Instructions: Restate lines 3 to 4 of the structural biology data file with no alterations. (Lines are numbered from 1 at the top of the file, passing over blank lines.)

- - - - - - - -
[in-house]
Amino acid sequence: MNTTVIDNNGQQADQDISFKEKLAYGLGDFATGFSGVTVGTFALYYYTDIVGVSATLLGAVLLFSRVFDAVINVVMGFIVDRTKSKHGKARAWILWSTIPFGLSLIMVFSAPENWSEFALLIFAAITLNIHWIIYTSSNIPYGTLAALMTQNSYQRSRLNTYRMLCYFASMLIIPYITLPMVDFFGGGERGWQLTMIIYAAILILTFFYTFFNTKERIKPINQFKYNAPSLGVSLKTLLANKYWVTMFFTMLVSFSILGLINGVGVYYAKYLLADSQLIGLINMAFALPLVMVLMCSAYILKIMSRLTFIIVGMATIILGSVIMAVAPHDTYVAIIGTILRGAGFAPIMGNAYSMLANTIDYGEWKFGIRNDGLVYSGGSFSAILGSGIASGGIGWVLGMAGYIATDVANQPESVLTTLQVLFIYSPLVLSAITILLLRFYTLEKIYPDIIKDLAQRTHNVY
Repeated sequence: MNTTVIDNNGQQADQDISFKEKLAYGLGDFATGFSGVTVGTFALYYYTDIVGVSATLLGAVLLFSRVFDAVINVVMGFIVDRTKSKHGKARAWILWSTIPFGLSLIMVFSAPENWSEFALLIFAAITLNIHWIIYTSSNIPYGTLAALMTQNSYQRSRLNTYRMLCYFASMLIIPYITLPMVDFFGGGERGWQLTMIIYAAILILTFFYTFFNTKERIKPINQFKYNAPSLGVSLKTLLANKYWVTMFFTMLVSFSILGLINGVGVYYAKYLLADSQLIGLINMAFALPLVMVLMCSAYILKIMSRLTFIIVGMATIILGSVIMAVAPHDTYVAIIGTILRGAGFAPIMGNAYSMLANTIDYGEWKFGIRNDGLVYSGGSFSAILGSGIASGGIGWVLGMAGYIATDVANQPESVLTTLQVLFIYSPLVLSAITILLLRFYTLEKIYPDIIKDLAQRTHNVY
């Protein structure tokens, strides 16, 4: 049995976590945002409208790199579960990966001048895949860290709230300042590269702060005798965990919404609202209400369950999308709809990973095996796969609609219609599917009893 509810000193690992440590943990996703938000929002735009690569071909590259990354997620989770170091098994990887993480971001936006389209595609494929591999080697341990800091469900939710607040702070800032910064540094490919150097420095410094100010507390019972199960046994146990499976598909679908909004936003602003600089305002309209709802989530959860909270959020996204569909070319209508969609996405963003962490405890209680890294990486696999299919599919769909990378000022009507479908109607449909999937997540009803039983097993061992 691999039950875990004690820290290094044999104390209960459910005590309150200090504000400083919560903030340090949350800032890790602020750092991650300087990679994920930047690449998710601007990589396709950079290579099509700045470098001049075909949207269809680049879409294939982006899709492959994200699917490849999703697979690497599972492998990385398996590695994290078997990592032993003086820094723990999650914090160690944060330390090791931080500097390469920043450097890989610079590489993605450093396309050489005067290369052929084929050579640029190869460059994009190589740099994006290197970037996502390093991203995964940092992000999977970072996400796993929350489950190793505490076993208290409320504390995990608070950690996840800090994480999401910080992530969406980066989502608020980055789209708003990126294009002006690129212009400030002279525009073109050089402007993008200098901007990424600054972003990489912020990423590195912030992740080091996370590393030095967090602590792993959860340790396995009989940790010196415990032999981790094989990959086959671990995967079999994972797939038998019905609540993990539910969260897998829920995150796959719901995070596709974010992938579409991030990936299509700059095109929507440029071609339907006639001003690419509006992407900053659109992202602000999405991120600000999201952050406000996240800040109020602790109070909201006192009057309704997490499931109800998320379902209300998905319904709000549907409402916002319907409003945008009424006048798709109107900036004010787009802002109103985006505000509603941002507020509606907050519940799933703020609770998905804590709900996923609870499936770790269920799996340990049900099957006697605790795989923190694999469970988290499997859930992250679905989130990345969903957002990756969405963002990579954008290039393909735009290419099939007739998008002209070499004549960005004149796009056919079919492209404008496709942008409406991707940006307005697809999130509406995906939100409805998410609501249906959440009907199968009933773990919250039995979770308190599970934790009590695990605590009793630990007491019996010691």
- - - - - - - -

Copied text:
Repeated sequence: MNTTVIDNNGQQADQDISFKEKLAYGLGDFATGFSGVTVGTFALYYYTDIVGVSATLLGAVLLFSRVFDAVINVVMGFIVDRTKSKHGKARAWILWSTIPFGLSLIMVFSAPENWSEFALLIFAAITLNIHWIIYTSSNIPYGTLAALMTQNSYQRSRLNTYRMLCYFASMLIIPYITLPMVDFFGGGERGWQLTMIIYAAILILTFFYTFFNTKERIKPINQFKYNAPSLGVSLKTLLANKYWVTMFFTMLVSFSILGLINGVGVYYAKYLLADSQLIGLINMAFALPLVMVLMCSAYILKIMSRLTFIIVGMATIILGSVIMAVAPHDTYVAIIGTILRGAGFAPIMGNAYSMLANTIDYGEWKFGIRNDGLVYSGGSFSAILGSGIASGGIGWVLGMAGYIATDVANQPESVLTTLQVLFIYSPLVLSAITILLLRFYTLEKIYPDIIKDLAQRTHNVY
């Protein structure tokens, strides 16, 4: 049995976590945002409208790199579960990966001048895949860290709230300042590269702060005798965990919404609202209400369950999308709809990973095996796969609609219609599917009893 509810000193690992440590943990996703938000929002735009690569071909590259990354997620989770170091098994990887993480971001936006389209595609494929591999080697341990800091469900939710607040702070800032910064540094490919150097420095410094100010507390019972199960046994146990499976598909679908909004936003602003600089305002309209709802989530959860909270959020996204569909070319209508969609996405963003962490405890209680890294990486696999299919599919769909990378000022009507479908109607449909999937997540009803039983097993061992 691999039950875990004690820290290094044999104390209960459910005590309150200090504000400083919560903030340090949350800032890790602020750092991650300087990679994920930047690449998710601007990589396709950079290579099509700045470098001049075909949207269809680049879409294939982006899709492959994200699917490849999703697979690497599972492998990385398996590695994290078997990592032993003086820094723990999650914090160690944060330390090791931080500097390469920043450097890989610079590489993605450093396309050489005067290369052929084929050579640029190869460059994009190589740099994006290197970037996502390093991203995964940092992000999977970072996400796993929350489950190793505490076993208290409320504390995990608070950690996840800090994480999401910080992530969406980066989502608020980055789209708003990126294009002006690129212009400030002279525009073109050089402007993008200098901007990424600054972003990489912020990423590195912030992740080091996370590393030095967090602590792993959860340790396995009989940790010196415990032999981790094989990959086959671990995967079999994972797939038998019905609540993990539910969260897998829920995150796959719901995070596709974010992938579409991030990936299509700059095109929507440029071609339907006639001003690419509006992407900053659109992202602000999405991120600000999201952050406000996240800040109020602790109070909201006192009057309704997490499931109800998320379902209300998905319904709000549907409402916002319907409003945008009424006048798709109107900036004010787009802002109103985006505000509603941002507020509606907050519940799933703020609770998905804590709900996923609870499936770790269920799996340990049900099957006697605790795989923190694999469970988290499997859930992250679905989130990345969903957002990756969405963002990579954008290039393909735009290419099939007739998008002209070499004549960005004149796009056919079919492209404008496709942008409406991707940006307005697809999130509406995906939100409805998410609501249906959440009907199968009933773990919250039995979770308190599970934790009590695990605590009793630990007491019996010691």